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Summary Article: Ganges River
from Encyclopedia of Environment and Society

THE GANGES RIVER, 1,557 miles in length, flows eastward along the border separating the Himalayan complex and the flat expanse of the Indian subcontinent. Known to Hindus as the Ganga, the river is a source of water for human consumption, agriculture, and industry. The Ganges is worshipped in the Hindu religion as a goddess. People bathe in the waters of the Ganges to be cleansed of sins and to ensure salvation. It is believed that drinking water from the river with one’s final breath will deliver the soul to heaven. The number of people living along the broad Ganges river valley approaches 300 million. The Ganges is perhaps the most polluted river on the planet. The volume of raw sewage spilled into the river is gigantic. In addition, a variety of industrial wastes find their way into the river. One in particular is especially damaging: the leather industry located near Kanpur emits large amounts of chromium into the river.

The Ganges Action Plan, initiated in 1985, was established to address serious pollution problems along the river. The program includes the building of a number of solid waste treatment plants along the river in an attempt to reduce the enormous amounts of sewage absorbed in the water. Hindu politicians have traditionally not been very active in support of the plan. Some environmentalists believe that progress is being made on this program. However, the enormity of the situation will require an energetic and sustained effort well into the future in order to significantly reduce the danger from the dumping of raw sewage.

The Ganges provides water for an extremely productive agricultural sector. A variety of crops are grown in the extensive fields along the river’s course. An intricate network of canals was built over the years to direct the water to the rich soils of agricultural fields within the river valley. The river has been dammed at several sites for water management in the agricultural regions and for power generation. The hydroelectric generation plant at Farakka near the junction with the Hooghly River and close to the border with Bangladesh is an important source of power for a region containing millions of people. The Ganges empties into the Bay of Bengal and its alluvial deposits over the years have created a gigantic delta formation, the largest in the world. The delta is known as the Ganges-Brahmaputra Delta, a 220-mile wide expanse of alluvial deposits. Kolkata (formerly named Calcutta) is a major Indian seaport in the region.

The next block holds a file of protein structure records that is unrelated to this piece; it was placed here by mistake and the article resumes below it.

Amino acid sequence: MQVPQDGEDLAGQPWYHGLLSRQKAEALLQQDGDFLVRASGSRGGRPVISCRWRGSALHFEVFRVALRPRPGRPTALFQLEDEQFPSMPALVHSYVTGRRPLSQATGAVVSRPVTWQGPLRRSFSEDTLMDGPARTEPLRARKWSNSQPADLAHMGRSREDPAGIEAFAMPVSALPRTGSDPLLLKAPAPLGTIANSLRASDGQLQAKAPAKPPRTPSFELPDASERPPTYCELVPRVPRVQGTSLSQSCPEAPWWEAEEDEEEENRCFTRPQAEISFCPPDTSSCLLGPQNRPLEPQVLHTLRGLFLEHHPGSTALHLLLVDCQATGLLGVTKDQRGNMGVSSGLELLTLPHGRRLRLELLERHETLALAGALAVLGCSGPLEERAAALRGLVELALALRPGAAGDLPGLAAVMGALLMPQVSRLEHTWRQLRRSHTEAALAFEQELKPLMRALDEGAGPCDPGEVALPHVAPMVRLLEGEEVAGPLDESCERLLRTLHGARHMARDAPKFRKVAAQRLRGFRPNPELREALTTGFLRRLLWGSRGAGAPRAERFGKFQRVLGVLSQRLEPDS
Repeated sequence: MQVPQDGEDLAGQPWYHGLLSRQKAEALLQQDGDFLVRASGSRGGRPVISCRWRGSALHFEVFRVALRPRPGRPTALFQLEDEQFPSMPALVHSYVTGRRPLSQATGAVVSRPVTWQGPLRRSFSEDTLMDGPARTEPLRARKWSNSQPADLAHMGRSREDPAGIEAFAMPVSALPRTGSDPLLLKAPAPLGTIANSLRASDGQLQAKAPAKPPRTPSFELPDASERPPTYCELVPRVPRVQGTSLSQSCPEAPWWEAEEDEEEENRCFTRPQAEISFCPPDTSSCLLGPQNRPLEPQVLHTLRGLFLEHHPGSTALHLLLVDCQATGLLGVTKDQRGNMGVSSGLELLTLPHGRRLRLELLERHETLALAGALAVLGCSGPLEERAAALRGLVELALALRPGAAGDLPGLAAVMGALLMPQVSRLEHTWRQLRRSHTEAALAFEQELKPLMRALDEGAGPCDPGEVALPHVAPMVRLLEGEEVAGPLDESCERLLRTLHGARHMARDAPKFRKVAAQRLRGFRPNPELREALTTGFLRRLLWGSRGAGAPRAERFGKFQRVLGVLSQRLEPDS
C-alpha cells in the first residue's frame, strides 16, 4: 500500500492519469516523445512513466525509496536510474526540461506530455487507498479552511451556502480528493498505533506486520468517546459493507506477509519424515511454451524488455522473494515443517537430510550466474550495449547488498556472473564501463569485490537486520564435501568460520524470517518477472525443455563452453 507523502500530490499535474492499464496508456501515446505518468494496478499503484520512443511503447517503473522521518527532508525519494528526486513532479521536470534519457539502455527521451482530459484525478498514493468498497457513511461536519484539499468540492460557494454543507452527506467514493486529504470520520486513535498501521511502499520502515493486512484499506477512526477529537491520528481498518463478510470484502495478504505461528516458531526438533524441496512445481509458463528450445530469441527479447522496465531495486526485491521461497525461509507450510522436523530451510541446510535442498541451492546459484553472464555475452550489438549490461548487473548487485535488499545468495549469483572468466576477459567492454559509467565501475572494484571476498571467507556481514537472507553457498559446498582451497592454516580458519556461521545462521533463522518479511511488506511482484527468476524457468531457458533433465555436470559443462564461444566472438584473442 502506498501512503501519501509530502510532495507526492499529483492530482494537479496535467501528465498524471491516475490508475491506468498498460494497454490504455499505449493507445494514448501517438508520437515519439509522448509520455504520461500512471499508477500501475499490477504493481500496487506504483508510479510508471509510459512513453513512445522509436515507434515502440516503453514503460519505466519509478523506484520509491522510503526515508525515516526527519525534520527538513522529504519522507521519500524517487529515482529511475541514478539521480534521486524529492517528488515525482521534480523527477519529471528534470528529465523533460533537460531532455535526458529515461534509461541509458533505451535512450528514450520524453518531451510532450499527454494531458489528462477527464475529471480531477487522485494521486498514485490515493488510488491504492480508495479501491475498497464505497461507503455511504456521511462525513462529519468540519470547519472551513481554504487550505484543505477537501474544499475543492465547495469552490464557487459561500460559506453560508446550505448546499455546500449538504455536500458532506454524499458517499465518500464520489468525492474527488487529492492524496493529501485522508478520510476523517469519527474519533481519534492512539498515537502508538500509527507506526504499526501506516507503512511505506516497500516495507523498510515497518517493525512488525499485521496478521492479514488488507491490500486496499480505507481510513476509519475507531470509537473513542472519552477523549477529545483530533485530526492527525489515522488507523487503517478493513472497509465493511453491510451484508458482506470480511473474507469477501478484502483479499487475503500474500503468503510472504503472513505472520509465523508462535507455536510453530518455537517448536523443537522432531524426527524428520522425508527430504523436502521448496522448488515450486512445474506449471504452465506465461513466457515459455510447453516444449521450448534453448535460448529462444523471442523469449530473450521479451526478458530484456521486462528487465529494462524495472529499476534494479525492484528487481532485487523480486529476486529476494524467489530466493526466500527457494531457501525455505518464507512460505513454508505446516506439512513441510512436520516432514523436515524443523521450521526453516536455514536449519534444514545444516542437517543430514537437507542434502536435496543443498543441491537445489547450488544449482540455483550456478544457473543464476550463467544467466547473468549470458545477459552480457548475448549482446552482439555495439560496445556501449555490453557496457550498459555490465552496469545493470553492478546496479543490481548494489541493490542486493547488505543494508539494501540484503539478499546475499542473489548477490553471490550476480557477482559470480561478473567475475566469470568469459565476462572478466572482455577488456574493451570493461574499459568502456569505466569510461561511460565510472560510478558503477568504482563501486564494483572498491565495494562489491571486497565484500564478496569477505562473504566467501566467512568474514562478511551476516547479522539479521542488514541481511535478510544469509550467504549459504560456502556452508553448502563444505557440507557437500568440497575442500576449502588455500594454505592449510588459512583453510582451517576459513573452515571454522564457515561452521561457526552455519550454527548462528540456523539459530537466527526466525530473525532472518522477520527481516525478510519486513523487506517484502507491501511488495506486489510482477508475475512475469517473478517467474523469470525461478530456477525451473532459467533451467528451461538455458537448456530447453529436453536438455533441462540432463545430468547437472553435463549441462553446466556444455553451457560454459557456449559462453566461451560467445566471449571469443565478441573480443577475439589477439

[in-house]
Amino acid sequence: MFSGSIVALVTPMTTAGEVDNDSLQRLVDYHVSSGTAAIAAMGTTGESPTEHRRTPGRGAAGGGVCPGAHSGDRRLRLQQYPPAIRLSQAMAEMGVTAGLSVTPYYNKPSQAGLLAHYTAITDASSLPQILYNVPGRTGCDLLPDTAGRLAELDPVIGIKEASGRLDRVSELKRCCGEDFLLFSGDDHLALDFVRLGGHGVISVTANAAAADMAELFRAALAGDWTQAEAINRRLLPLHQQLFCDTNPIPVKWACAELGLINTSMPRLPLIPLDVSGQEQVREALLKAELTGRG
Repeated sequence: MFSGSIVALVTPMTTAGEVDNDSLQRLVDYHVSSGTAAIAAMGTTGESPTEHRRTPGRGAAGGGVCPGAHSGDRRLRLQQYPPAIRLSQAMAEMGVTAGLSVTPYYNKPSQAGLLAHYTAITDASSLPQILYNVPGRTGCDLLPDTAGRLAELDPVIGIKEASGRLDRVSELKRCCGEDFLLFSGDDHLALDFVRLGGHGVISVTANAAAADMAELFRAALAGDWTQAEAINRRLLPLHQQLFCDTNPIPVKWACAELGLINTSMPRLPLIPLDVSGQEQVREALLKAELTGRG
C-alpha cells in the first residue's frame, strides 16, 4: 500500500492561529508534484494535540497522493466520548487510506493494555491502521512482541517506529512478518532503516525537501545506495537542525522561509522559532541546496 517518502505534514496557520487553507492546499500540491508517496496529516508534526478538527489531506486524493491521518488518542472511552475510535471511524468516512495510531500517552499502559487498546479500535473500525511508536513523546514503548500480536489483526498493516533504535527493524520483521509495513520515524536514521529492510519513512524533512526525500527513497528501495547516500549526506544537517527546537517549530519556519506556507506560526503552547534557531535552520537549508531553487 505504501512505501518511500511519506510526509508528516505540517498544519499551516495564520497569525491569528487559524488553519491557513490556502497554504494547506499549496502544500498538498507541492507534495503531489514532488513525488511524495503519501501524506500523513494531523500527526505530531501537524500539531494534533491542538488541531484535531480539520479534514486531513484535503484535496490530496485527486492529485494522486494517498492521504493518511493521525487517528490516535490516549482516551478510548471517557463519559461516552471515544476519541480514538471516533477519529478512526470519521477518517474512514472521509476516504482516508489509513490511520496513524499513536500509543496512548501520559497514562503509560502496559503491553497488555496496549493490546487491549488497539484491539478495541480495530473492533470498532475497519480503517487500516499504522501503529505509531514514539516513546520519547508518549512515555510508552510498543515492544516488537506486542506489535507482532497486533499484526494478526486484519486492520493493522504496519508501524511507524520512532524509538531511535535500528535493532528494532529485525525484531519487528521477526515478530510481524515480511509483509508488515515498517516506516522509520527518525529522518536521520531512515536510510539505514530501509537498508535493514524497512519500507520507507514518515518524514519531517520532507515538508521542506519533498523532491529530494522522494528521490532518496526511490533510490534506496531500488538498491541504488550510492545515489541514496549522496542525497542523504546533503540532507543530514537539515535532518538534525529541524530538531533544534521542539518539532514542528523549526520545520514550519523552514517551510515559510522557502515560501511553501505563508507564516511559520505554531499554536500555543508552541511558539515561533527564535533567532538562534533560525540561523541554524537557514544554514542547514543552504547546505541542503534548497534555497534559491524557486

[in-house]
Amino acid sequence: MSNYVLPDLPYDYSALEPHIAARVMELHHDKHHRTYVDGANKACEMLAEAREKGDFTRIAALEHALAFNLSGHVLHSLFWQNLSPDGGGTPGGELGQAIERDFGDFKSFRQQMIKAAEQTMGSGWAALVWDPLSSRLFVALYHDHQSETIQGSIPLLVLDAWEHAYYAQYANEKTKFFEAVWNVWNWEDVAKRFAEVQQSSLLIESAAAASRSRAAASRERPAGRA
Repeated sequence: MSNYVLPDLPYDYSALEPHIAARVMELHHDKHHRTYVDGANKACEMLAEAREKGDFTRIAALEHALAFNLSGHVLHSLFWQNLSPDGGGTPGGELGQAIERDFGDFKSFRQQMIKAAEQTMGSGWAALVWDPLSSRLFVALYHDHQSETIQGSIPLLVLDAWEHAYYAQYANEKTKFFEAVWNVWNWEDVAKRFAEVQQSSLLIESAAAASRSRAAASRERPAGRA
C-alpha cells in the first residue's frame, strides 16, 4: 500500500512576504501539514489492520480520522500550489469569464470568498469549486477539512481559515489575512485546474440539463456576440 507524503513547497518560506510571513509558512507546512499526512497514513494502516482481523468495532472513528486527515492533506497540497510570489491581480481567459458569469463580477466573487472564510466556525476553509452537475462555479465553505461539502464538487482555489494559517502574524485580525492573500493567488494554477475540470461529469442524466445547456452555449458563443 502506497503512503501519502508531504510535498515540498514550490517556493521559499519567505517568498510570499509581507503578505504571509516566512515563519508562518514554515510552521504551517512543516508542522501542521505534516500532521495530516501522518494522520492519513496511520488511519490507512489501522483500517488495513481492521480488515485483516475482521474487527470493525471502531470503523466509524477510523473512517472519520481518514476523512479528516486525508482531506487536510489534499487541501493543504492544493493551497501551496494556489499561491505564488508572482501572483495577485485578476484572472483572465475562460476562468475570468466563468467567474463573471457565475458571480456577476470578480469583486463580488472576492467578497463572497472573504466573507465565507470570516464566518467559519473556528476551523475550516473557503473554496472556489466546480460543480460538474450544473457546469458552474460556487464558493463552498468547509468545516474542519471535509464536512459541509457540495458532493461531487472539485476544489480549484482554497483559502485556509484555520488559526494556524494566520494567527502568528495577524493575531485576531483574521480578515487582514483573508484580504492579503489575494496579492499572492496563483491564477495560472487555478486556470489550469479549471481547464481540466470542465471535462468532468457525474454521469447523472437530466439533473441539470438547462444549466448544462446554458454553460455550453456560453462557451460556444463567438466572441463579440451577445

The delta is highly populated with nearly 150 million people living in this precarious area. The delta is prone to flooding during the monsoon season in the spring when warm moist air from the Indian Ocean is diverted over the Indian subcontinent, bringing much-needed rainfall to awaiting agricultural fields. The rainfall is frequently excessive and flooding can occur. In 1970, an enormous cyclone hit the delta, resulting in the death of an estimated one million people. In 1998, flooding on the Ganges killed over 1,000 people and left over 30 million homeless. During that year of flooding the entire crop of rice, the main grain of the region, was completely lost.

The Ganges Delta lies within the wet tropical climate zone. As a consequence of this location the region receives between 60 and 100 inches of rainfall per year. The region is essentially alluvial plain only a few feet above sea level. The combination of high rainfall, flat land, and frequent cyclonic storms can bring flooding conditions with regularity. The region is especially vulnerable, as well, to possible increases in sea level resulting from global warming. Should this change occur in the future, the impact on the Ganges Delta would be potentially disastrous to its millions of inhabitants.

    SEE ALSO:
  • India; Indian Ocean; Rivers.

BIBLIOGRAPHY
  • Kelly D. Alley, On the Banks of the Ganga: When Wastewater Meets a Sacred River (University of Michigan Press, 2002).
  • Stephen Alter, Sacred Waters: A Pilgrimage up the Ganges to the Source of Hindu Culture (Harcourt, 2001).
  • Dennison Berwick, A Walk Along the Ganges (Century Hutchinson, 1986).
  • Eric Newby, Slowly Down the Ganges (Lonely Planet Publications, 1998).
  • Gerald R. Pitzl, Ph.D.
    Rural Education Bureau
    Copyright © 2007 by SAGE Publications, inc.

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